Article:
City Council puts stop sign on speed limit hikes
The installation of increased speed limit signs on scores of Colorado Springs streets - including nine on the Westside - has been
put on hold.
City Manager Lorne Kramer made this announcement at the informal City Council meeting Feb. 13 after four council members said they had heard complaints from constituents following the revelation of the speed limit hikes at their Jan. 23 meeting.
The discussion Feb. 13 started with different council members asking for public hearings on the new speeds that have been set for certain streets. One of these was Jerry Heimlicher for Mesa Road. Based on plans announced by City Traffic Engineering at the January council meeting, the two-lane residential arterial (which goes past Holmes Middle School) would rise from 35 to 40 mph. “That's the one I'm hearing the most on,” said Heimlicher, whose District 3 includes the Westside.
At-large council member Tom Gallagher, who lives on the Westside, mentioned 30th Street. The allowable speed would jump from 35 to 40 between Gateway Drive and Water Street. Water is less than a block away from Howbert Elementary. “It's real easy to overlook little kids till they go bouncing down the street,” Gallagher said.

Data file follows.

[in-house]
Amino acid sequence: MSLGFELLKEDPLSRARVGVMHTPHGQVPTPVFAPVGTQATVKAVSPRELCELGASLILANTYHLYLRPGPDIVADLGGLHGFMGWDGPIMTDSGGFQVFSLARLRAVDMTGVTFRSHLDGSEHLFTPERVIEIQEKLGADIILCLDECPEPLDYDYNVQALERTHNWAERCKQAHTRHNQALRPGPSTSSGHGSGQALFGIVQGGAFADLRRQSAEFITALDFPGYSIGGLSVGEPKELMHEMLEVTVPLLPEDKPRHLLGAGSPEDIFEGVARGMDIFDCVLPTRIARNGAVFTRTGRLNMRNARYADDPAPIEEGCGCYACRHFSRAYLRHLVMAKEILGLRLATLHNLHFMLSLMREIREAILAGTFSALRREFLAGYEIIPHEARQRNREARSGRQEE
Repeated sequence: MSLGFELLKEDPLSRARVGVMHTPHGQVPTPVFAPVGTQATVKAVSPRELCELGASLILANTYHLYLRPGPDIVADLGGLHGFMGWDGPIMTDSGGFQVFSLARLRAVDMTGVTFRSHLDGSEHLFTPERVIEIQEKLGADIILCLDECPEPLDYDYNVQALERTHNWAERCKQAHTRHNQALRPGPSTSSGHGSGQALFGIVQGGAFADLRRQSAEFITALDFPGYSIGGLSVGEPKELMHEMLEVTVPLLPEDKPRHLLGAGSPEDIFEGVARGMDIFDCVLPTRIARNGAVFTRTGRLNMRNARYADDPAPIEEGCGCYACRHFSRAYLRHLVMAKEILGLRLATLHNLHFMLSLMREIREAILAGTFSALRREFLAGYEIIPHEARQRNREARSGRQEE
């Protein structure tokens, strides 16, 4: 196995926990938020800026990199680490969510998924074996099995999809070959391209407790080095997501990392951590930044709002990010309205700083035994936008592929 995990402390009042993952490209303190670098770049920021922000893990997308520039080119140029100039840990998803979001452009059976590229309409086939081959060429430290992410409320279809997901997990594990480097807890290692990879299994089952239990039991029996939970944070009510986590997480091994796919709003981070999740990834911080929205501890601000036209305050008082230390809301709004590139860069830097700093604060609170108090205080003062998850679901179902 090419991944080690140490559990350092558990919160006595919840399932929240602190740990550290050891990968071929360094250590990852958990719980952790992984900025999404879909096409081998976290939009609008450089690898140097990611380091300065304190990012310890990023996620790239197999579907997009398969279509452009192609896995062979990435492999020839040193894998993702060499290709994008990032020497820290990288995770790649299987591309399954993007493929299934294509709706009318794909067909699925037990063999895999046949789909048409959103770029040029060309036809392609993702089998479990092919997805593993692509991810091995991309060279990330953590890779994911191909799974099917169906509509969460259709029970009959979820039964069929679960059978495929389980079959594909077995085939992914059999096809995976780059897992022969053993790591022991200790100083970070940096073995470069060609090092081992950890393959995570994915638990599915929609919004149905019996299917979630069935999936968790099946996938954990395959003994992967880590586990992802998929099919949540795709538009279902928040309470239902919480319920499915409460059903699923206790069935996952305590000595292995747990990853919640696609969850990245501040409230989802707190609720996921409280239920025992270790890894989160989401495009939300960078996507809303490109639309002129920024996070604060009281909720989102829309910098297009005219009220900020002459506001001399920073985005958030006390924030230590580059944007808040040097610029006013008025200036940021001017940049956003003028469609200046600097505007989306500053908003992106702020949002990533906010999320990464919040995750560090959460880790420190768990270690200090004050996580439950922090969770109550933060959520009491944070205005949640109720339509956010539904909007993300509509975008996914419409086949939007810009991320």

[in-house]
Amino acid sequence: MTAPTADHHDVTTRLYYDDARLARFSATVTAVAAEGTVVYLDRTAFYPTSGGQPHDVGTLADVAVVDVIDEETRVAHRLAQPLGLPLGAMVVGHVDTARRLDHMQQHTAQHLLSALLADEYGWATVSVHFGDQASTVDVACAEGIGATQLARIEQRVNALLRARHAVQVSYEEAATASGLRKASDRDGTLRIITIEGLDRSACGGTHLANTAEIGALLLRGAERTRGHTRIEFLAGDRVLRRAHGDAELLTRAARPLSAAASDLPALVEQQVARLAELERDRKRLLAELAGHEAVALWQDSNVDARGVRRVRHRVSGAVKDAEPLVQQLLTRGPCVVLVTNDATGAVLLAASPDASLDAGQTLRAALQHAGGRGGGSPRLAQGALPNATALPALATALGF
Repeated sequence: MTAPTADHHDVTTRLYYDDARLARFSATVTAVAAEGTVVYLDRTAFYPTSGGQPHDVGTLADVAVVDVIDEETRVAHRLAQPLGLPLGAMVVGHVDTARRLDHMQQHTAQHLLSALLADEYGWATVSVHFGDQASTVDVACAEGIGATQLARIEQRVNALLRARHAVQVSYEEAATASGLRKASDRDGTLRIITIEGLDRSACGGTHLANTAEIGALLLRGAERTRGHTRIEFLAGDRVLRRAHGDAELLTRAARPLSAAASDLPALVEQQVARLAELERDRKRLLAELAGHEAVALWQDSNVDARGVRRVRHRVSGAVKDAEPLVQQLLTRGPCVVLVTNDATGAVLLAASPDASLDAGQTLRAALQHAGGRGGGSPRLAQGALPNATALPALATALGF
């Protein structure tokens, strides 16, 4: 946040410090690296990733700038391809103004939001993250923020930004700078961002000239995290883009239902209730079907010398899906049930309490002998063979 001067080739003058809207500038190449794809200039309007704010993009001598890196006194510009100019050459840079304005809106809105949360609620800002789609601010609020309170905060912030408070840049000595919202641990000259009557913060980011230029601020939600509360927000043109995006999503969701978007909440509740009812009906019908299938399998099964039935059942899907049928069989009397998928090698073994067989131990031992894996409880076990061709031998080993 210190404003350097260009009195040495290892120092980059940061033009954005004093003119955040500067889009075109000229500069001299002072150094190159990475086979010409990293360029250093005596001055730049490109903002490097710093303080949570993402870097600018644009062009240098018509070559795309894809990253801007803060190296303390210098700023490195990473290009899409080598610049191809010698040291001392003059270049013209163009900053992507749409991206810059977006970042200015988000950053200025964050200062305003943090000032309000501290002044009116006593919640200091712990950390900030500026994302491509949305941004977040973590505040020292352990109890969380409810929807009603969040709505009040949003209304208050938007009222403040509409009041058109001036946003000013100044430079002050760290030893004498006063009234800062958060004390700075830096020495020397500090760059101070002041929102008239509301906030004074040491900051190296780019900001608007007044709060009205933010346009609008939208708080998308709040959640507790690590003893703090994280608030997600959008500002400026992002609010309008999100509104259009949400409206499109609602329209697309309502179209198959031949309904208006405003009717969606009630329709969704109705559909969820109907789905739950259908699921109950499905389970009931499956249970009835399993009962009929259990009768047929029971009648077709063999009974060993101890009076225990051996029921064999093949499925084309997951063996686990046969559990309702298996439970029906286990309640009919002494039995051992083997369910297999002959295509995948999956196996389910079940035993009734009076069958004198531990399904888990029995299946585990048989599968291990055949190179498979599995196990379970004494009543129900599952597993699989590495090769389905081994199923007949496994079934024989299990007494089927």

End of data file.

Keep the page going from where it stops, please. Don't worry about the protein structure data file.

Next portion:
Council members Margaret Radford and Darryl Glenn suggested that instead of having public hearings on a few streets, the city should freeze all hikes “until there has been extensive public process,” as Radford put it.
No council member objected when Kramer said that “we're not changing any more speed zones until we've gone through this process.”
Neither he nor council put a time frame on the process period.
The only discontent about stalling the speed-limit changes was expressed by at-large council member Randy Purvis, also a Westsider. He observed that the methods used by Traffic Engineering to determine the need for increases had been based on how fast people actually drive. “The best citizen input is not what they say, but what they do,” Purvis commented.
Other streets with scheduled increases on the Westside include 26th Street, King Street, 21st Street, Fillmore Street, Fontmore Road, Friendship Lane and Centennial Boul-evard.
The limit increases (as well as a few decreases) were part of Colorado Springs' Citywide 25 effort, which followed prior council direction to accurately survey street speeds for the dual purpose of enhancing public safety and enforcing established limits should speeding tickets be challenged in court.
According to Principal Traffic Engineer David Krauth, about 30 percent of the new speed limit signs have already been installed.
Westside Pioneer article